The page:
Electrotransfer proteins for Edman sequencing

James Bassuk bassuk at u.washington.edu
Wed Nov 14 19:24:18 EST 2001


Hi Emir:

  Careful attention to detail goes a long way to ensure success.

1.  Clean all your plates/gel boxes and prepare your solutions in a manner
that eliminates keratins from your hands, arms, and head from falling into
your experiment.  Keratins are notorious for mucking things up --
especially if your protein of interest is about 70-90 kDa.

2.  Deionize your acrylamide/bis with a mixed bed resin for an hour and
filter.  Store in dark bottle.

3.  After your gel has been poured and polymerized, wrap it up in wet
paper towels soaked in running buffer.  then wrap in saran wrap and store
overnight to allow the free radicals from persulfite to dissipate. This
will address your unpoly acry concern.

4.  Sample preparation is crucial.  Don't use urea and boil -- you will
carbamylate your N-term.  Just use freshly made 2% SDS, 0.125 M Tris-Hcl,
pH 6.8, 5% glycerol, and a touch of dye -- heat to 37C for 15 min.

This assumes your sample will go into solution.  Each sample is different.
You may have to use more SDS and higher temps.  Spin out insoluble debris.

5.  The type of PDVF is important.  Millipore makes different kinds for
differnnt proteins -- because at the standard 0.45 um porosity, protiens
will go right through the mb.  Even at 0.2 um.  Try to buy 0.1 um -- and
then even use 3 sheets of PVDF.  Proteins blow right through these mbs.
Remember to soak in MeOh first, then equilibrate in run bf.
 ~~
6.  I like to use 10 mM CAPS pH 11.0 with 20% methanol as a running
buffer.  You will need abou 0.5 Amps of current over 30-40 min -- start
with chilled buff and use an ice dam.  Your run buffer will heat up alot.

If you feel that the pH is too high, then you can use regular ol' running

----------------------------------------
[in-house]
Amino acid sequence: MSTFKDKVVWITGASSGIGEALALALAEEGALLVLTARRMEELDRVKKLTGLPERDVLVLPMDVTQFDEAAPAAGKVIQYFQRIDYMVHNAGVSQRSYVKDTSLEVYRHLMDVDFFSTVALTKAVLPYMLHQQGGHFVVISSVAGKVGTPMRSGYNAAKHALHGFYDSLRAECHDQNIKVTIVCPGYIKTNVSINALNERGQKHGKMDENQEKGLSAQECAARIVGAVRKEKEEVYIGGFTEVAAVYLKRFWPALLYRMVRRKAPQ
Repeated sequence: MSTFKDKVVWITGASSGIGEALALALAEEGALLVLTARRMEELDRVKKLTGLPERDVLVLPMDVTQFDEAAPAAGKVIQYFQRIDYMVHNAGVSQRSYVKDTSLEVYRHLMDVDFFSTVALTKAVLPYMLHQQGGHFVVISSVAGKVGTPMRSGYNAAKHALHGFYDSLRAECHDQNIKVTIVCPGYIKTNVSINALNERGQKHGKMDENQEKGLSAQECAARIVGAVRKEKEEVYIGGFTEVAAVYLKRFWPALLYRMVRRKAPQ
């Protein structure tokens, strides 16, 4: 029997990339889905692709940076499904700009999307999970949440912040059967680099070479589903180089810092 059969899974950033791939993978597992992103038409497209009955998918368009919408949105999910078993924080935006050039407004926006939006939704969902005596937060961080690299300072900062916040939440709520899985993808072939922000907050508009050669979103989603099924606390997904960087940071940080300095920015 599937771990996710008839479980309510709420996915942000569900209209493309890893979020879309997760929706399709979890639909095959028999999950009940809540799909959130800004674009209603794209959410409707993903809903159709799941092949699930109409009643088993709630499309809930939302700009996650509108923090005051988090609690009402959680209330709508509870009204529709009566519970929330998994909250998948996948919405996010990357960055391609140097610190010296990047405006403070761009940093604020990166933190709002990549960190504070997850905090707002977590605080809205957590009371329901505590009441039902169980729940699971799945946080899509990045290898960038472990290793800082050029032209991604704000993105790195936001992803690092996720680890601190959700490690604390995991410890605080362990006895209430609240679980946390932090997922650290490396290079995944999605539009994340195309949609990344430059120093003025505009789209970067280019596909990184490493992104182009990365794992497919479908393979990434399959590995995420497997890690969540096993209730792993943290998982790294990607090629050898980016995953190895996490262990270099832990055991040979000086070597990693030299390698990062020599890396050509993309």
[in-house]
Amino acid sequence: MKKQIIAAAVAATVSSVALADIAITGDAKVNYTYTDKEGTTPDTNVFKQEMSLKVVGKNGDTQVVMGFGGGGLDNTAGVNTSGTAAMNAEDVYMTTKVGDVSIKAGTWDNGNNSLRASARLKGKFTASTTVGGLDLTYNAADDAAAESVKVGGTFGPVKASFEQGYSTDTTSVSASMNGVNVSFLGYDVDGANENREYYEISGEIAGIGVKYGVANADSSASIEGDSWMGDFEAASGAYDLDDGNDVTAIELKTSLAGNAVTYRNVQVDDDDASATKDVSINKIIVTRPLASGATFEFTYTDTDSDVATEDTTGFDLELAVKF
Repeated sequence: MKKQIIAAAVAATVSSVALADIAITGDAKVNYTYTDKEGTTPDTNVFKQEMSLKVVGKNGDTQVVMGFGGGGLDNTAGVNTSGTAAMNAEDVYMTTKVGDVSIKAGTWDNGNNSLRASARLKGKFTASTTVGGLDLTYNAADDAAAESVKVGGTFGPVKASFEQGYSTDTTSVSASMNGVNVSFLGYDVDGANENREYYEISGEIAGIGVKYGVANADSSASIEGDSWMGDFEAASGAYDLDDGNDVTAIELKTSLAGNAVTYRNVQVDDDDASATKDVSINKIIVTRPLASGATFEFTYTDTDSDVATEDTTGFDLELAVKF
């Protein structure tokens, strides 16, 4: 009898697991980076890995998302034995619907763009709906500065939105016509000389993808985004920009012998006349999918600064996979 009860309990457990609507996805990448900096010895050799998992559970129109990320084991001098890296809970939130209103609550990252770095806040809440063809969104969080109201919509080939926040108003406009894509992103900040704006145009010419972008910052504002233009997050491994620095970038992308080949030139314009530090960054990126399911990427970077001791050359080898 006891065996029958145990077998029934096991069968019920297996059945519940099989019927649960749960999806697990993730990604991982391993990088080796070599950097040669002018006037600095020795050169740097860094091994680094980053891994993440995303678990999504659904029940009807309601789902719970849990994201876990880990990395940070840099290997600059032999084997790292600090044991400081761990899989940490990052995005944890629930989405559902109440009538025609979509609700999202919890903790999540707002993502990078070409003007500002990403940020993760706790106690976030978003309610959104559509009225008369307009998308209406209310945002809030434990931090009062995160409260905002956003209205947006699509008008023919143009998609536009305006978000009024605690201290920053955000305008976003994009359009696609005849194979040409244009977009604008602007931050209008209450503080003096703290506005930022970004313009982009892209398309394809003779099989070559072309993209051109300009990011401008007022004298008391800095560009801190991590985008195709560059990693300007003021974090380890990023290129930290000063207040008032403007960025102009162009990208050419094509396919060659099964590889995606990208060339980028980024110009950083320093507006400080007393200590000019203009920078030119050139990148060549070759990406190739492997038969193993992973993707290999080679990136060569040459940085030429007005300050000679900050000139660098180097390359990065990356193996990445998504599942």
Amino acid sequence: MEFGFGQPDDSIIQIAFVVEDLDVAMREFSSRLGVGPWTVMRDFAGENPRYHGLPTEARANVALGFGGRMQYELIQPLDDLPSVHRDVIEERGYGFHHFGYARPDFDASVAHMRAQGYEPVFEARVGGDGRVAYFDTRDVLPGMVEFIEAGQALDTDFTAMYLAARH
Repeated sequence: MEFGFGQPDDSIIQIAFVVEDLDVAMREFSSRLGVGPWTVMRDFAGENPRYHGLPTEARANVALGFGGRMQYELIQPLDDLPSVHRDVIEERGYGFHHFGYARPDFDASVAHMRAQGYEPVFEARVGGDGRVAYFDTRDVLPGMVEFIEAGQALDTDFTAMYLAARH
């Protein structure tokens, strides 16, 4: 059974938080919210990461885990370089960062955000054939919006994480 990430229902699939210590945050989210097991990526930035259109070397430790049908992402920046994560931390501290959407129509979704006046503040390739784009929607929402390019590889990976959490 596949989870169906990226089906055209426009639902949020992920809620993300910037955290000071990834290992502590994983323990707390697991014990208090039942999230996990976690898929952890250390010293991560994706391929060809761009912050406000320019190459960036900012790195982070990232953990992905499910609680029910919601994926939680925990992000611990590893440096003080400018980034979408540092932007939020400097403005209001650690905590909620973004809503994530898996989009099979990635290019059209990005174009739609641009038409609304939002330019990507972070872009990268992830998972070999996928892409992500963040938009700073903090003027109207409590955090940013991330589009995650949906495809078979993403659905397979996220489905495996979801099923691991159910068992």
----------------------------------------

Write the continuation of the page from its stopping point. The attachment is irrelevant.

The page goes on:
buffer (tris-glycine).  CAPS < 11.0 won't work cause it won't conduct
electricity.  If you use tris-glycine, you must wash wash wash (below)

7.  After run, stain and destain.  In my experience, I've never had a
problem here -- but watch out for ppt in your coomassie.

8. Begin the wshing -- use the best water you can afford.  Use an ultra
clean glass casserole dish -- use lots of water and change often.
you can wash over the weekend (convenient).  for my last wash, i use
HPLC water.  For mini gels, I use 1-2 liters per rinse.

This step cannot be emphasized enough.  when in doubt, wash more.

9. Let your sequence guy cut the band out.

Hope this helps,
James A. Bassuk, Ph.D.
Research Scientist
Division of Pediatric Urology
Children's Hospital & Regional Medical Center
4800 Sand Point Way N.E.
P.O. Box 5371, MailStop CH-78
Seattle, WA U.S.A.   98105-0371
office: 206-528-2623
fax:    206-528-2617
email:  jbassu at chmc.org

Assistant Professor
Department of Urology
University of Washington School of Medicine
1959 N.E. Pacific Avenue
Box 356510
Seattle, WA   98195
office: 206-685-3780
lab:    206-685-3080
fax:    206-543-3272
email:  bassuk at u.washington.edu



On Fri, 2 Nov 2001, Emir Khatipov wrote:

> Hello All,
> Could someone recommend me a good protocol for SDS-PAGE and subsequent
> transfer of proteins onto PVDF membrane for subsequent Edman sequencing?
>
> Which PVDF membrane did you use, how did you deal with non-polymerized
> acrylamide that can modify proteins and impair sequencing, what transfer
> buffers worked for you best, etc. Should I use PAGE buffers different from
> Tris-glycine (Borate?), and do I have to care about glycine on Page stage at
> all? I know that CAPS buffer is a good alternative for Tris glycine transfer
> buffer, but I am concerned that high pH of the buffer (pH 11) will cause
> modification of side chains of amino acids. In other words, I good detailed
> working protocol would be very much appreciated, or pointers to published
> resources.
>
> Thank you.
> Emir
>
> University of Chicago
> Radiation Oncology
>
>
>




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